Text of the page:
“Inherited,” Lyle said. “They’ve only owned it for a year. Business stays steady, but it’s not like it was with Old Sussex and Grandpappy Clyde. Good men, those two. Honest and true.”
“Oh,” Lancer said. “I didn’t know they’d―passed―I’m sorry.”
Lyle laughed. “Ha! Those geezers are good for a few more rounds. They retired. Moved to a tropical island where all the women are under the age of thirty.”
“Ahh.” Lancer didn’t get it.
“Anyways, shall we?” Lyle asked. “Lanterns are there.” He pointed to a wall of shelves, floor to ceiling, filled with different shaped and sized lanterns. “Rags are in that cask.”
Lancer eyed the wooden cask, tilted sideways with the top removed and filled with white cloth. “Rags?”
“We say rags, but really they’re textile factory scraps. Can’t use real rags or Nisa would rage. Impurities cause subpar ink, she says.”
Lancer nodded. Setting his tea aside, he searched for a lamp he liked, plus a rag. He carried them to his chair and peered at them curiously.
“You remove the glass, whichever way it unlatches, then wipe it. Stack the rags on the floor and I’ll pack them after.”
“How many do I need?” Lancer asked, expecting some ridiculous number.
“Ten. Maybe fifteen?”
Lancer worked. He toiled, wiping soot-smeared lantern glass with white white cloth. One, four, eight. This was fast! He liked it.
“You’re not from here, I suspect?” Lyle asked while cleaning. “Mind telling me where you’re from?”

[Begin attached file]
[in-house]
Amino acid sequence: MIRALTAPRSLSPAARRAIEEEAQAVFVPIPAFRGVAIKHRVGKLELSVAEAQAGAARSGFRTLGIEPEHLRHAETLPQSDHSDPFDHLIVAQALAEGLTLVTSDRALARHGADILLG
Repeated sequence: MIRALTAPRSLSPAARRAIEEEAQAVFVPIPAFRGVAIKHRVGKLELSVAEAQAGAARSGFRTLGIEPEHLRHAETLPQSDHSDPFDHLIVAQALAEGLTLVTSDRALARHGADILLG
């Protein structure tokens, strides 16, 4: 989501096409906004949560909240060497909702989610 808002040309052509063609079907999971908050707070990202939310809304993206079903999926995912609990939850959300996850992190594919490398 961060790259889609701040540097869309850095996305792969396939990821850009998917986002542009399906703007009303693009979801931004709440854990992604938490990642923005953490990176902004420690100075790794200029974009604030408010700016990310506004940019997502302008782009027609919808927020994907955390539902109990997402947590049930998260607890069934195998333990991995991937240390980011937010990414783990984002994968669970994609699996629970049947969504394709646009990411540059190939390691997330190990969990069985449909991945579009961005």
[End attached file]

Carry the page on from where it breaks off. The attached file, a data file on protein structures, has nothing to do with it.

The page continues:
Lancer told him. Details evolved into a story, which resulted in explanations about Rei and the subsequent library visit and Rupert’s help.
“Rupert, he’s crafty. I’m sure he can help–” Lyle smiled, but his speech sounded cautious.
“Huh?” Lancer fetched a new rag and lantern.
“Don’t attract his attention much, alright? Well, you have already, so perhaps it’s a finished deal. He’s not bad, but when he’s curious, he’s very curious.”
“I don’t follow.” Lancer wiped the glass with his rag using swift, sure swipes.
“Let’s put it this way. One time Rupert became fascinated with myths about a moonstruck pearl and dedicated weeks of research towards it. Myths, so nothing a regular person should invest much time in, right? That wasn’t enough for Rupert. By the end he convinced himself it existed, and likely would have chased after it, except suddenly he stopped. Might’ve found another obsession, or the S.R.D. stopped his shenanigans.” Lyle shrugged. “That’s a mild example. Usually he’s worse, though. He’s been arrested more than once. Stalking, trespassing, stealing, and the like.”
Lancer stopped rubbing soot from the lamp, markedly concerned.
“Don’t worry,” Lyle added quickly. “Everything’s probably fine. Rupert’s a genius when he sets his mind to something. He can definitely do an information sphereshift.”
Lancer nodded, numb. He counted the sooty rags. Thirty-one, really? He must’ve lost track of time, enraptured with Lyle and gossiping.
Lyle grinned. “It happens. I keep a chart for when Nisa comes. The longest she’s stayed was ninety-seven rags. Conversation keeps you distracted, but―here, let me bundle those for you.”
Lancer sipped his lukewarm tea while Lyle packaged rags. “Do you think everything’s fine?” Lancer asked. Rei, primarily, but Jaylee, too? Granted, he hadn’t told Rupert about her and the pearl, but maybe the librarian knew things.
“Ah, kid, don’t listen to me.” Lyle handed him the rags, neatly tied with twine. “Just be careful. Rupert’s not a bad guy, just strange.”
“Alright,” Lancer said. “Thanks.”
“Hey, don’t forget the feathers! You done? Nisa should have lunch ready soon. Maybe I’ll stop by.”
“I need parchment paper. Which is–” Arms full of feather crate and rag bundle, Lancer couldn’t check his map.
“Two blocks to the right. Huge building. Grammer’s. Can’t miss it!”
“Thanks!” Lancer bolted out of the store.
“Good luck, kid,” Lyle called after him.